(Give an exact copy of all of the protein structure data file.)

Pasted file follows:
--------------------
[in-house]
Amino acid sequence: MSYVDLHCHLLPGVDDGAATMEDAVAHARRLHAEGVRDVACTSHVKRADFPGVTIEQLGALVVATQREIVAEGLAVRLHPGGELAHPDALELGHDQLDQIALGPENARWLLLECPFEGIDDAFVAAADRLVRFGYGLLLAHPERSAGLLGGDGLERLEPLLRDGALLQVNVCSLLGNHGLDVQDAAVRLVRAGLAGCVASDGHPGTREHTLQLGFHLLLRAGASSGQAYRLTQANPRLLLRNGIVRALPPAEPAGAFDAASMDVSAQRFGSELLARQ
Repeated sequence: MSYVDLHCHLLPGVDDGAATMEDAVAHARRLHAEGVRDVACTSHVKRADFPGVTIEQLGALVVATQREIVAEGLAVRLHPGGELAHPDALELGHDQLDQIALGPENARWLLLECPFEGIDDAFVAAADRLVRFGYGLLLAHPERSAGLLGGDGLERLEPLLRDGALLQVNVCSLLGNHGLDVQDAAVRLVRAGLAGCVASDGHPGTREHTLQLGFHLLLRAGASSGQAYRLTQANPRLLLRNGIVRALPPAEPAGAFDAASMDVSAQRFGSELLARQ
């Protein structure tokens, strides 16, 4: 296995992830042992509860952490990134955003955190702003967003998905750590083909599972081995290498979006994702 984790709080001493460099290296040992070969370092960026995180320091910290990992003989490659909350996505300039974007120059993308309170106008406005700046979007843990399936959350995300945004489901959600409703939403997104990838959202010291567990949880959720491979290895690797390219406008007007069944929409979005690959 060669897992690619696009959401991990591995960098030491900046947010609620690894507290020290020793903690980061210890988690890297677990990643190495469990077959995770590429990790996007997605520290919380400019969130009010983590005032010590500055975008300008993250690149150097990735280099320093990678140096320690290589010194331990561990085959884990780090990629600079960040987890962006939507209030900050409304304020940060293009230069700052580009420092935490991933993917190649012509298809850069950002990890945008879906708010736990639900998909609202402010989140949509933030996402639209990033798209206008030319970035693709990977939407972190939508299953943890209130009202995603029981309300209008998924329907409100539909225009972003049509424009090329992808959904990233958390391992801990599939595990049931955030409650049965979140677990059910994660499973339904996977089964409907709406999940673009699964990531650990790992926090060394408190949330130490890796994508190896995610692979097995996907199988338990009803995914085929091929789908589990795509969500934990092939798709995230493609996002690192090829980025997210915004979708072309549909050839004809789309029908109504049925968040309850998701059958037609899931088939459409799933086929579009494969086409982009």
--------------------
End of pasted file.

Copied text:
[in-house]
Amino acid sequence: MSYVDLHCHLLPGVDDGAATMEDAVAHARRLHAEGVRDVACTSHVKRADFPGVTIEQLGALVVATQREIVAEGLAVRLHPGGELAHPDALELGHDQLDQIALGPENARWLLLECPFEGIDDAFVAAADRLVRFGYGLLLAHPERSAGLLGGDGLERLEPLLRDGALLQVNVCSLLGNHGLDVQDAAVRLVRAGLAGCVASDGHPGTREHTLQLGFHLLLRAGASSGQAYRLTQANPRLLLRNGIVRALPPAEPAGAFDAASMDVSAQRFGSELLARQ
Repeated sequence: MSYVDLHCHLLPGVDDGAATMEDAVAHARRLHAEGVRDVACTSHVKRADFPGVTIEQLGALVVATQREIVAEGLAVRLHPGGELAHPDALELGHDQLDQIALGPENARWLLLECPFEGIDDAFVAAADRLVRFGYGLLLAHPERSAGLLGGDGLERLEPLLRDGALLQVNVCSLLGNHGLDVQDAAVRLVRAGLAGCVASDGHPGTREHTLQLGFHLLLRAGASSGQAYRLTQANPRLLLRNGIVRALPPAEPAGAFDAASMDVSAQRFGSELLARQ
């Protein structure tokens, strides 16, 4: 296995992830042992509860952490990134955003955190702003967003998905750590083909599972081995290498979006994702 984790709080001493460099290296040992070969370092960026995180320091910290990992003989490659909350996505300039974007120059993308309170106008406005700046979007843990399936959350995300945004489901959600409703939403997104990838959202010291567990949880959720491979290895690797390219406008007007069944929409979005690959 060669897992690619696009959401991990591995960098030491900046947010609620690894507290020290020793903690980061210890988690890297677990990643190495469990077959995770590429990790996007997605520290919380400019969130009010983590005032010590500055975008300008993250690149150097990735280099320093990678140096320690290589010194331990561990085959884990780090990629600079960040987890962006939507209030900050409304304020940060293009230069700052580009420092935490991933993917190649012509298809850069950002990890945008879906708010736990639900998909609202402010989140949509933030996402639209990033798209206008030319970035693709990977939407972190939508299953943890209130009202995603029981309300209008998924329907409100539909225009972003049509424009090329992808959904990233958390391992801990599939595990049931955030409650049965979140677990059910994660499973339904996977089964409907709406999940673009699964990531650990790992926090060394408190949330130490890796994508190896995610692979097995996907199988338990009803995914085929091929789908589990795509969500934990092939798709995230493609996002690192090829980025997210915004979708072309549909050839004809789309029908109504049925968040309850998701059958037609899931088939459409799933086929579009494969086409982009």